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People love to talk about “sweater weather,” but—to me—the changing leaves and dropping temperatures mark the beginning of gravy weather. Much like a sweater, gravy makes everything it enrobes feel a little warmer and cozier, and both sweaters and gravies are better when they’re on the thick side. That’s where the similarities end however, and although I am utterly incapable of making a sweater, I can make a very good bowl (or boat) of gravy.
One of my favorites is a very simple (incidentally vegetarian) onion gravy that can be made with nothing more than an onion, a little butter, a little flour, and about a cup of vegetable stock. Depending on how flavorful your stock is, you may need some salt and pepper, and you should also feel free to doctor it with whatever flavorful additions you see fit. (My favorites are apple juice and/or miso paste, particularly if I’m having pork chops.)
Like any gravy, the key to keeping things smooth and lump-free lies in coating your flour with fat before adding any liquid, and what better way to do this than sprinkling it over a buttery mess of sautéed onions? Let the flour absorb the oniony butter, cook it a little longer to get rid of that raw flour flavor, then add your favorite stock and simmer until it’s nice and thick. It could not be easier. To make it, you will need:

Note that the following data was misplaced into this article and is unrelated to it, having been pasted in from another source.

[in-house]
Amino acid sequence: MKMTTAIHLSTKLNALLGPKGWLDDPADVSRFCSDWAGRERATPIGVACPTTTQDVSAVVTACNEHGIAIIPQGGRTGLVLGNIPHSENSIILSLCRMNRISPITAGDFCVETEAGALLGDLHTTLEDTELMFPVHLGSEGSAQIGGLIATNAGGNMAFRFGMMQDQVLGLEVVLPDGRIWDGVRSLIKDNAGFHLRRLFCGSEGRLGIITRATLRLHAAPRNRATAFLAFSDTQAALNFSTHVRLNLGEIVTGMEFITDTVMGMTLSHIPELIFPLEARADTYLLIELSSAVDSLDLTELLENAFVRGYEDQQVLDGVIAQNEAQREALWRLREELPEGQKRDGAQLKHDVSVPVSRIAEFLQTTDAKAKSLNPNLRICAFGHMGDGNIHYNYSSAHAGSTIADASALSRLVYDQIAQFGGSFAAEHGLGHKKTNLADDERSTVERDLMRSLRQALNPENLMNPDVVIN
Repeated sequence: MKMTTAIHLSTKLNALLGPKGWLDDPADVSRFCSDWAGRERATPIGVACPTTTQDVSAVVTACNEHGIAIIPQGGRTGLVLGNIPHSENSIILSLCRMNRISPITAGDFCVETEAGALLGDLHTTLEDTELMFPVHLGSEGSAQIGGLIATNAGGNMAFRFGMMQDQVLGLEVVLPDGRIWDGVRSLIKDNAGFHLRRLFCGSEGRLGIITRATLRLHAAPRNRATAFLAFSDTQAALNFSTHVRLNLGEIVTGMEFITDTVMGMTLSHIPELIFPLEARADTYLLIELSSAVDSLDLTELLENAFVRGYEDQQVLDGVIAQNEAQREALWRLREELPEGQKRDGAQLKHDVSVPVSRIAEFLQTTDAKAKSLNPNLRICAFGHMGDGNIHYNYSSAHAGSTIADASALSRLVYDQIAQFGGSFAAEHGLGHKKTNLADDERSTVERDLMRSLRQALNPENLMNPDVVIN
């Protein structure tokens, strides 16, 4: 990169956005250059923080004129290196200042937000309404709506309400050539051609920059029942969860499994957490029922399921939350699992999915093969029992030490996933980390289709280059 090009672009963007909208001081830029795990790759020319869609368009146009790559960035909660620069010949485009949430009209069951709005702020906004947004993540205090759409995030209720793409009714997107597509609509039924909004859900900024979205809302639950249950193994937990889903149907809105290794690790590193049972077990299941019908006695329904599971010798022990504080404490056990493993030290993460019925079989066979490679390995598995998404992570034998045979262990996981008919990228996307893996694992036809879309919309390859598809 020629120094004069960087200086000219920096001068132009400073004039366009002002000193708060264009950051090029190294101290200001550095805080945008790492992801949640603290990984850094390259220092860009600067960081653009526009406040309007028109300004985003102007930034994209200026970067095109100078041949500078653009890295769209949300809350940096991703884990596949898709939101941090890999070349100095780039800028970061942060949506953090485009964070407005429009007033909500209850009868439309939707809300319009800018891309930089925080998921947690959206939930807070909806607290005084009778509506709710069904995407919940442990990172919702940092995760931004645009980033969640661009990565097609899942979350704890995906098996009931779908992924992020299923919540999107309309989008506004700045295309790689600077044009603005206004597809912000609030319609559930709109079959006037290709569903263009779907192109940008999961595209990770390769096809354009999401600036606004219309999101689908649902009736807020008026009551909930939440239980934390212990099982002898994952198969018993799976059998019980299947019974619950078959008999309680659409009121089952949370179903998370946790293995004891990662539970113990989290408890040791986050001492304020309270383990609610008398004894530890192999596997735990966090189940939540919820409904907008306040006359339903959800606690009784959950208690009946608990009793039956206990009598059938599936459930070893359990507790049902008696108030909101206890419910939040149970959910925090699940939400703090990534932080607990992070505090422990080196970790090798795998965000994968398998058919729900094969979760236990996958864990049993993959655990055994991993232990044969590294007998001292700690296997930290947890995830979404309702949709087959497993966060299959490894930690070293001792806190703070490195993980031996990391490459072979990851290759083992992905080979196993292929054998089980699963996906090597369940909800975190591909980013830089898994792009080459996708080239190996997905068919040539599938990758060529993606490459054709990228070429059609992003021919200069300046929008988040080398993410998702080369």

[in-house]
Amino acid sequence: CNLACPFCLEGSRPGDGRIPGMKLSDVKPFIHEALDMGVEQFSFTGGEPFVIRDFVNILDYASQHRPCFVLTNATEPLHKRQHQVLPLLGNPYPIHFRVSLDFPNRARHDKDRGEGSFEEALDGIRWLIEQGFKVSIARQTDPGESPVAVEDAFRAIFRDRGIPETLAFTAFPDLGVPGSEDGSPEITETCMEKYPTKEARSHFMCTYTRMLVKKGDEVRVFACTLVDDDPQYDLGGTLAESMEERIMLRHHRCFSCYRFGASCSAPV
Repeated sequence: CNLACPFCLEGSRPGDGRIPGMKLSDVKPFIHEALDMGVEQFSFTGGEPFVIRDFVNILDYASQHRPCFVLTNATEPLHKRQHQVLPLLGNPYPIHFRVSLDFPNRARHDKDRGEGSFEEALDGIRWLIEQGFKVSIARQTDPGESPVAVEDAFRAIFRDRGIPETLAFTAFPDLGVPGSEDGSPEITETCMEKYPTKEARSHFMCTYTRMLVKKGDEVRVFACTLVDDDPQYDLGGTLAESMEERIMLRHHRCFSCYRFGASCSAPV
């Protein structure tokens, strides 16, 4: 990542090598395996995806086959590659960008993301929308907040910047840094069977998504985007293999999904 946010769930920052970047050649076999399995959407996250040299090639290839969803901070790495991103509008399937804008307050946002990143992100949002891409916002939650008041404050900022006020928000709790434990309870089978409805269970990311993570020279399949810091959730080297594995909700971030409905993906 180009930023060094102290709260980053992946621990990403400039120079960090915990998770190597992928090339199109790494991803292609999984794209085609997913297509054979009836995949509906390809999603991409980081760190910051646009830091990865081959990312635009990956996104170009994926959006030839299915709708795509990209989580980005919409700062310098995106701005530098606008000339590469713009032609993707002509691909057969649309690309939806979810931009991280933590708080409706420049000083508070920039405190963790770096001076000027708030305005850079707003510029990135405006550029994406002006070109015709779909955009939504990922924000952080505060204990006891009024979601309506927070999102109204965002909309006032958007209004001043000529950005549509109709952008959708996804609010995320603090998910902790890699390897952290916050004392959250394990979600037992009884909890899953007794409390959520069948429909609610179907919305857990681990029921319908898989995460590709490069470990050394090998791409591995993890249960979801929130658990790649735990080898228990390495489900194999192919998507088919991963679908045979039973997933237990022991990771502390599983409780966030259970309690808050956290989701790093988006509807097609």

Melt the butter in a sauce pan over medium-high heat, and cook the onions in the hot butter until they are soft and a little browned on the edges. Sprinkle the flour over the onions, stir to coat, then cook for another minute until the flour starts to smell toasty. Gradually add about a cup and a half of the stock, whisking constantly, then simmer until it thickens to your desired gravy viscosity. If it gets too thick, add a little more stock.
Give your gravy a taste and add salt and pepper if needed. If you want an apple onion gravy, splash in a couple tablespoons of apple juice. If you want a miso onion gravy, whisk in a tablespoon of miso paste. If you want to go crazy, add them both.
This article was written by Claire Lower on Skillet and shared by Claire Lower to Lifehacker from Lifehacker and was legally licensed through the Industry Dive publisher network. Please direct all licensing questions to firstname.lastname@example.org.